Donovan Peoples-Jones had his breakout game. I predicted a breakout game for Peoples-Jones with 100+ yards and a touchdown, but it was even better than that. He caught 4 passes for 90 yards and 3 touchdowns. I did not think SMU’s secondary would match up well with Peoples-Jones, and they didn’t. He had his way with their defensive backs all day, and the only thing that prevented him from going off even more was questionable offensive line play. I don’t think Peoples-Jones will get a lot of opportunities to have days like this due to the offensive line and a questionable offensive philosophy altogether, so let’s enjoy these 90-yard days while we can.
Hit the jump for the rest of my quick thoughts on the game.
Name: Jordan Glasgow Height: 6’1″ Weight: 210 lbs. High school: Aurora (IL) Marmion Academy Position: Safety Class: Redshirt junior Jersey number: #29 Last year: I ranked Glasgow #25 and said he would be a backup safety/Viper (LINK). He made 11 tackles and 1 pass breakup. TTB Rating: N/A
Glasgow is part of a family that already sent two walk-ons (Graham, Ryan) through Michigan who ended up starting and then getting drafted into the NFL. In the spring of 2017, Glasgow looked like a front-runner to start and replace Delano Hill or Dymonte Thomas, both of whom graduated after the 2016 season. He played well in last year’s spring game and Michigan’s only other options were the unproven Josh Metellus (safety), the unproven Khaleke Hudson (Viper), and freshmen.
It turned out that I overrated Glasgow’s impact, though he was named the team’s Special Teams Player of the Year. Metellus and Hudson ended up starting at Glasgow’s potential positions, and he didn’t play much on defense.
This year I’m readjusting downward for Glasgow based on the 2017 season. Hudson has established himself, and while Metellus struggled, Glasgow has not been mentioned as one of the threats for his position. J’Marick Woods, Jaylen Kelly-Powell, and transfer Casey Hughes might take some Metellus’s snaps, but probably not Glasgow. At least not in crunch time. Glasgow will definitely play special teams, though, and he will probably be an important factor on the coverage units.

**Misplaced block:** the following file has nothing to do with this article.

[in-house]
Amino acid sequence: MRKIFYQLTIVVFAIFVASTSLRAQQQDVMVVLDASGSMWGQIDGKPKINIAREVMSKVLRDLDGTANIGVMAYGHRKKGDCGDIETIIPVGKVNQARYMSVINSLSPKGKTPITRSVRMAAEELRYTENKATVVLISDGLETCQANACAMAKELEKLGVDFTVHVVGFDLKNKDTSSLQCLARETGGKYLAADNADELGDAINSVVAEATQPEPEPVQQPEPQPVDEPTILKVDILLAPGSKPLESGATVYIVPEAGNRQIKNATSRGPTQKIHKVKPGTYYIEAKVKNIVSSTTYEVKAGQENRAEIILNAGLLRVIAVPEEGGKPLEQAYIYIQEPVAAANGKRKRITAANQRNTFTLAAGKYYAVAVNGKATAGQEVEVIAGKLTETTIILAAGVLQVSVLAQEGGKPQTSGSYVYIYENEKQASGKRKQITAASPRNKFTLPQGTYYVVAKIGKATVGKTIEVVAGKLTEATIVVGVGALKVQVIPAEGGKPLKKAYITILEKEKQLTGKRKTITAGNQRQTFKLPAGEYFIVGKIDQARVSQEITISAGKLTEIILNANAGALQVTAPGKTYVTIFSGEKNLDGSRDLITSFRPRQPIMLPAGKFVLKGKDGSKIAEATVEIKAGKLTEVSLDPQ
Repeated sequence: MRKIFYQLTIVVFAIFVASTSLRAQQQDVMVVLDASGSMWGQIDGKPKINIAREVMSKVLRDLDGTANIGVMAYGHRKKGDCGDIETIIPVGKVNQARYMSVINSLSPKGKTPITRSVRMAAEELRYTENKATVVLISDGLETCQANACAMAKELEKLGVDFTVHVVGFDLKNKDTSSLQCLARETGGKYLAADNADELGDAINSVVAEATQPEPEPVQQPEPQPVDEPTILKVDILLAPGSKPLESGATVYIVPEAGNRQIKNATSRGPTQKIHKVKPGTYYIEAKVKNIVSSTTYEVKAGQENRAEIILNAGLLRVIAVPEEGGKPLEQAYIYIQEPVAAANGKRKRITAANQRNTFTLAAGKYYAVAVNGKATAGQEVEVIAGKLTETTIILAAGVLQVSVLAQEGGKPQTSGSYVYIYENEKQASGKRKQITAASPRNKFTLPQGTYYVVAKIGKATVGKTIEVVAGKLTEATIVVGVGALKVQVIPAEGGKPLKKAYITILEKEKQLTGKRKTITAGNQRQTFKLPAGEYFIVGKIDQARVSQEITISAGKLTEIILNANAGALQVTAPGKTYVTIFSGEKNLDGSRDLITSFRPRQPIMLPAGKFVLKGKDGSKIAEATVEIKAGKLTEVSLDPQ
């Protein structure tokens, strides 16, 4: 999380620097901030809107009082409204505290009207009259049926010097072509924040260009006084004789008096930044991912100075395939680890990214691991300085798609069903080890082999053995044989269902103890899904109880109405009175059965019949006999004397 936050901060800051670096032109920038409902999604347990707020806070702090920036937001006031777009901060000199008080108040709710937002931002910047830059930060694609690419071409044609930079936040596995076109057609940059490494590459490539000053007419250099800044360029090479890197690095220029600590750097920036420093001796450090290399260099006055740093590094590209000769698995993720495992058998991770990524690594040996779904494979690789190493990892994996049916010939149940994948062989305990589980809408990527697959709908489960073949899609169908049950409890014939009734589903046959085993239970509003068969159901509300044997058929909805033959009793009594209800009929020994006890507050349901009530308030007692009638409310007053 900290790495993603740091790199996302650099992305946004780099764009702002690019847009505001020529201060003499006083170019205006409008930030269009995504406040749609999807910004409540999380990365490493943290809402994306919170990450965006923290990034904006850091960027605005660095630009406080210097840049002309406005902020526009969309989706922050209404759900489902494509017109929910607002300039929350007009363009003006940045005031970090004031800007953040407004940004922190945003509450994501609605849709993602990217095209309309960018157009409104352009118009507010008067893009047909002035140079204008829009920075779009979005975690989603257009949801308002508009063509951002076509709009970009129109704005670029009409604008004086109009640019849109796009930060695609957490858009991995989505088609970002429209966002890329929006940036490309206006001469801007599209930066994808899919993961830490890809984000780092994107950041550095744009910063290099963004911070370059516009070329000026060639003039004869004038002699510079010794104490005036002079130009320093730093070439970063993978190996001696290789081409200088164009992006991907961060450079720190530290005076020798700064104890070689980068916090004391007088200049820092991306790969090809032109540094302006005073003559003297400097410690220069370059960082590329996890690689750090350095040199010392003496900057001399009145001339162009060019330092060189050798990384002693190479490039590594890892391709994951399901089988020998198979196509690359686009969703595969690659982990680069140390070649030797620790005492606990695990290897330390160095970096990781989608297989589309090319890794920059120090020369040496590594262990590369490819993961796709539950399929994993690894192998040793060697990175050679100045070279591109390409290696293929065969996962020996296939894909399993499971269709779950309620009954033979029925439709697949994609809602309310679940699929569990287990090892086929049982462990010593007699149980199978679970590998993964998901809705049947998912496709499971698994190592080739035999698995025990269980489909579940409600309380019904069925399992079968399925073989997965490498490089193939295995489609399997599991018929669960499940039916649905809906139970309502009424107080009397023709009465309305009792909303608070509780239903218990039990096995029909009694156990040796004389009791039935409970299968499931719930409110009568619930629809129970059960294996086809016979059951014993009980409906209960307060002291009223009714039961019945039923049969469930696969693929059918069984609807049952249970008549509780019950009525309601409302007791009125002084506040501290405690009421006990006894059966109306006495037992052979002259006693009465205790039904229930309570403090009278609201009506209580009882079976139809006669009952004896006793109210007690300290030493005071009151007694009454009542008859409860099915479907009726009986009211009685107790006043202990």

Let’s see more of this guy on offense . . . Brandon Peters. If Peters were the quarterback in this game, I think Michigan probably wins it. Unfortunately, Peters got concussed against Wisconsin and was still in concussion protocol when the Ohio State game came around. It was the right call for the health of Peters, and I’m glad the medical staff didn’t clear him. But it was unfortunate for Michigan. Hopefully Peters is ready to go for the bowl game.
Let’s see less of this guy on offense . . . John O’Korn. O’Korn didn’t have an absolutely terrible game (17/32, 195 yards, 1 TD, 1 INT), but he missed a handful of open receivers and threw a really, really, really, really, really bad interception when Michigan was down just 24-20 with a little less than three minutes left. O’Korn took the blame for the loss, and that’s entirely fair. Good for him. But he doesn’t give Michigan a very good chance to win.
Let’s see more of this guy on defense . . . Tyree Kinnel. For most of the season, I’ve said I like the defensive rotations. I just want Kinnel to be healthy after it looks like he suffered a concussion when hitting Ohio State receiver Austin Mack.